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3 resultados encontrados para: AUTOR: Tankersley, Kenneth B
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1.
- Capítulo de libro con arbitraje
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Agroforestry and agricultural practices of the ancient Maya at Tikal
Lentz, David L. (autor) ; Magee, Kevin (autor) ; Weaver, Eric (autor) ; Jones, John G. (autor) ; Tankersley, Kenneth B. (autor) ; Hood, Ángela (autora) ; Islebe, Gerald A. (autor) ; Ramos Hernández, Carmen E. (autora) ; Dunning, Nicholas P. (autor) ;
Contenido en: Tikal: paleoecology of an ancient Maya city / edited by David L. Lentz, Nicholas P. Dunning, Vernon L. Scarborough New York, New York, United States : Cambridge University Press, c2015 p. 152-185 ISBN:1-107-02793-4 :: 978-1-107-02793-0
Bibliotecas: Chetumal
Cerrar
SIBE Chetumal
13198-20 (Disponible)
Disponibles para prestamo: 1
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2.
- Libro con arbitraje
Tikal: paleoecology of an ancient Maya city / edited by David L. Lentz, Nicholas P. Dunning, Vernon L. Scarborough
Lenta, David L. (editor) (1951-) ; Dunning, Nicholas P. (editor) (1957-) ; Scarborough, Vernon L. (editor) (1950-) ;
New York, New York, United States : Cambridge University Press , c2015
Clasificación: G/560.450972812 / T5
Bibliotecas: Chetumal
Cerrar
SIBE Chetumal
ECO030008490 (Disponible)
Disponibles para prestamo: 1
Índice | Resumen en: Inglés |
Resumen en inglés

The primary theoretical question addressed in this book focuses on the lingering concern of how the ancient Maya in the northern Petén Basin were able to sustain large populations in the midst of a tropical forest environment during the Late Classic period. This book asks how agricultural intensification was achieved and how essential resources, such as water and forest products, were managed in both upland areas and seasonal wetlands, or bajos. All of these activities were essential components of an initially sustainable land use strategy that eventually failed to meet the demands of an escalating population. This spiraling disconnect with sound ecological principles undoubtedly contributed to the Maya collapse. The book's findings provide insights that broaden the understanding of the rise of social complexity - the expansion of the political economy, specifically - and, in general terms, the trajectory of cultural evolution of the ancient Maya civilization.

Índice

List of Figures
List of Tables
Contributors
Editors
Foreword by Payson Sheets
Acknowledgments
1 Tikal Land, Water, and Forest: An Introduction
2 The Evolution of an Ancient Waterworks System at Tikal,, 3 At the Core of Tikal: Terrestrial Sediment Sampling and Water Management
4 Bringing the University of Pennsylvania Maps of Tikal into the Era of Electronic GIS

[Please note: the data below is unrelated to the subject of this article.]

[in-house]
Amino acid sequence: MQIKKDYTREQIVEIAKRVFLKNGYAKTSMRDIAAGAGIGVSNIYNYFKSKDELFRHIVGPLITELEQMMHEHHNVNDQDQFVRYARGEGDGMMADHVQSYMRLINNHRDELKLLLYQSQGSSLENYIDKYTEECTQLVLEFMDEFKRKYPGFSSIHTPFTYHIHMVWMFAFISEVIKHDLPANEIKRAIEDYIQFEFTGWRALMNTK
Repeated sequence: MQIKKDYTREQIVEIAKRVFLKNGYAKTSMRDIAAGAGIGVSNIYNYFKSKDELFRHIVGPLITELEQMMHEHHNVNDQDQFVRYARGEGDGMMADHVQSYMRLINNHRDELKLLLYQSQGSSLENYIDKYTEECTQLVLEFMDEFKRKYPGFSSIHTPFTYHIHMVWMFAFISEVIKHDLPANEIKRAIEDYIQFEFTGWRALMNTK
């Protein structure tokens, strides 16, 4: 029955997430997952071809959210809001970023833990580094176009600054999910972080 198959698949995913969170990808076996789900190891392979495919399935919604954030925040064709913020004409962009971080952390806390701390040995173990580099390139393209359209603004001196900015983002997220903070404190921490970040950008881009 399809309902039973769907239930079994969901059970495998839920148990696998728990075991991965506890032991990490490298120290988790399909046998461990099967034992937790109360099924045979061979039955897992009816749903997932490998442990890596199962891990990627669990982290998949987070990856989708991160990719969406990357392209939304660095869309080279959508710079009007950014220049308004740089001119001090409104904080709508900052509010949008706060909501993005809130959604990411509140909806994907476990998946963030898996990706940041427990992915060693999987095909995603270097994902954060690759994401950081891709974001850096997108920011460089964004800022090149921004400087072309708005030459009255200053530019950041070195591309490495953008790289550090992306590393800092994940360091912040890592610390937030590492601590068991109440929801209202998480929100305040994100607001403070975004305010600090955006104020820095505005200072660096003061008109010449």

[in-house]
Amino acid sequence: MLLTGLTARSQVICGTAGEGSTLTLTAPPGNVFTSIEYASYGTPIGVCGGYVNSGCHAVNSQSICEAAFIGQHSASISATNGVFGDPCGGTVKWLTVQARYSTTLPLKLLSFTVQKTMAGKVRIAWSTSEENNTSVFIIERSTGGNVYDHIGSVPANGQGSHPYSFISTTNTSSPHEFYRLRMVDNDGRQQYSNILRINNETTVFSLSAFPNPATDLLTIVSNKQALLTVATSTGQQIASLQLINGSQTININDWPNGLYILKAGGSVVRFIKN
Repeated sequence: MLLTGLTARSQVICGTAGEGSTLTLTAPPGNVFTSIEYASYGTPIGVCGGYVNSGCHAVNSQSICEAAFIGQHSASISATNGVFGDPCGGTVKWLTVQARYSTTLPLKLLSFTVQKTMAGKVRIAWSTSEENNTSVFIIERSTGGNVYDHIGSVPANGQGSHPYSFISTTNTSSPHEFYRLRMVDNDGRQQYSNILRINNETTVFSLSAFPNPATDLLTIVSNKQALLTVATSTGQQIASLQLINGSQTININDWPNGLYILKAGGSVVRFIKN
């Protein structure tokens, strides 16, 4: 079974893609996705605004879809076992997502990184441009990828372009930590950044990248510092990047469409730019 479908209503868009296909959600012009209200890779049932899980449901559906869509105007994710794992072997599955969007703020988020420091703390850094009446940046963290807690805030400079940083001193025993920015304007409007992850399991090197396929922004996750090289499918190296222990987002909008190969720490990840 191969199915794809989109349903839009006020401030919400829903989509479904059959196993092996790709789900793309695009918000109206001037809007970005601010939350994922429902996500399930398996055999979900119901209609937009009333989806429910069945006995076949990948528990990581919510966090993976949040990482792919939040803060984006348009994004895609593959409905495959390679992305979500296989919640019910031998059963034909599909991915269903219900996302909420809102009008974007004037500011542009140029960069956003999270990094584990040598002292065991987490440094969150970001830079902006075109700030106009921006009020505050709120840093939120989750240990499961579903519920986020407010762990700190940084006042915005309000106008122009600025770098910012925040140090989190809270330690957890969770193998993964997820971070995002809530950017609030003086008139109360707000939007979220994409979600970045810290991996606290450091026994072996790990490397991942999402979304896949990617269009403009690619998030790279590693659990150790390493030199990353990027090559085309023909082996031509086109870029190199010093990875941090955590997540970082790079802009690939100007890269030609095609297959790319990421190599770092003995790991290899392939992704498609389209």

5 Examining Landscape Modifications for Water Management at Tikal Using Three-Dimensional Modeling with ArcGIS
6 Life on the Edge: Tikal in a Bajo Landscape
7 Connecting Contemporary Ecology and Ethnobotany to Ancient Plant Use Practices of the Maya at Tikal
8 Agroforestry and Agricultural Practices of the Ancient Maya at Tikal
9 Fire and Water: The Archaeological Significance of Tikal’s Quaternary Sediments
10 Fractious Farmers at Tikal
11 Material Culture of Tikal
12 A Neighborly View: Water and Environmental History of the El Zotz Region
13 Defining the Constructed Niche of Tikal: A Summary View
References
Index


3.
- Artículo con arbitraje
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Resumen en: Inglés |
Resumen en inglés

Tikal has long been viewed as one of the leading polities of the ancient Maya realm, yet how the city was able to maintain its substantial population in the midst of a tropical forest environment has been a topic of unresolved debate among researchers for decades. We present ecological, paleoethnobotanical, hydraulic, remote sensing, edaphic, and isotopic evidence that reveals how the Late Classic Maya at Tikal practiced intensive forms of agriculture (including irrigation, terrace construction, arboriculture, household gardens, and short fallow swidden) coupled with carefully controlled agroforestry and a complex system of water retention and redistribution. Empirical evidence is presented to demonstrate that this assiduously managed anthropogenic ecosystem of the Classic period Maya was a landscape optimized in a way that provided sustenance to a relatively large population in a preindustrial, low-density urban community. This landscape productivity optimization, however, came with a heavy cost of reduced environmental resiliency and a complete reliance on consistent annual rainfall. Recent speleothem data collected from regional caves showed that persistent episodes of unusually low rainfall were prevalent in the mid-9th century A.D., a time period that coincides strikingly with the abandonment of Tikal and the erection of its last dated monument in A.D. 869. The intensified resource management strategy used at Tikal—already operating at the landscape’s carrying capacity—ceased to provide adequate food, fuel, and drinking water for the Late Classic populace in the face of extended periods of drought. As a result, social disorder and abandonment ensued.